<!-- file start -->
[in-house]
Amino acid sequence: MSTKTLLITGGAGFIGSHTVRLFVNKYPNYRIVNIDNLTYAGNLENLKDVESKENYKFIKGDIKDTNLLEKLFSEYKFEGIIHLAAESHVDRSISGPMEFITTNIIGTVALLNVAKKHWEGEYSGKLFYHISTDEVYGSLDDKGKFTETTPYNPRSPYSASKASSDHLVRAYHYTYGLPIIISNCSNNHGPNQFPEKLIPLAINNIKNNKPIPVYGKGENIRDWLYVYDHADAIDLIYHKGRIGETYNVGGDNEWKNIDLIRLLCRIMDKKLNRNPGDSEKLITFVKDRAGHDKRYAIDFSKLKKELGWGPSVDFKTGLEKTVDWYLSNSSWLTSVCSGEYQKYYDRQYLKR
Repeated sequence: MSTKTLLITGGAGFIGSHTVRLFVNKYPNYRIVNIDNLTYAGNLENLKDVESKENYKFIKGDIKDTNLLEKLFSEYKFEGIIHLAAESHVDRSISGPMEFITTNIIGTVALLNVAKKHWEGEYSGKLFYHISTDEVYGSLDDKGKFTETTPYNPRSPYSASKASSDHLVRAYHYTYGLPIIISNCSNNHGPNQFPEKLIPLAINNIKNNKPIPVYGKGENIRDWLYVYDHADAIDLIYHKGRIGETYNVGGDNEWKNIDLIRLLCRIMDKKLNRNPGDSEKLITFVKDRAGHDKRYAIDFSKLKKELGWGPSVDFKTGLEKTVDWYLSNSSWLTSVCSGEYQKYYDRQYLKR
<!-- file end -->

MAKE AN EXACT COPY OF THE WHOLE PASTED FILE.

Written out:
[in-house]
Amino acid sequence: MSTKTLLITGGAGFIGSHTVRLFVNKYPNYRIVNIDNLTYAGNLENLKDVESKENYKFIKGDIKDTNLLEKLFSEYKFEGIIHLAAESHVDRSISGPMEFITTNIIGTVALLNVAKKHWEGEYSGKLFYHISTDEVYGSLDDKGKFTETTPYNPRSPYSASKASSDHLVRAYHYTYGLPIIISNCSNNHGPNQFPEKLIPLAINNIKNNKPIPVYGKGENIRDWLYVYDHADAIDLIYHKGRIGETYNVGGDNEWKNIDLIRLLCRIMDKKLNRNPGDSEKLITFVKDRAGHDKRYAIDFSKLKKELGWGPSVDFKTGLEKTVDWYLSNSSWLTSVCSGEYQKYYDRQYLKR
Repeated sequence: MSTKTLLITGGAGFIGSHTVRLFVNKYPNYRIVNIDNLTYAGNLENLKDVESKENYKFIKGDIKDTNLLEKLFSEYKFEGIIHLAAESHVDRSISGPMEFITTNIIGTVALLNVAKKHWEGEYSGKLFYHISTDEVYGSLDDKGKFTETTPYNPRSPYSASKASSDHLVRAYHYTYGLPIIISNCSNNHGPNQFPEKLIPLAINNIKNNKPIPVYGKGENIRDWLYVYDHADAIDLIYHKGRIGETYNVGGDNEWKNIDLIRLLCRIMDKKLNRNPGDSEKLITFVKDRAGHDKRYAIDFSKLKKELGWGPSVDFKTGLEKTVDWYLSNSSWLTSVCSGEYQKYYDRQYLKR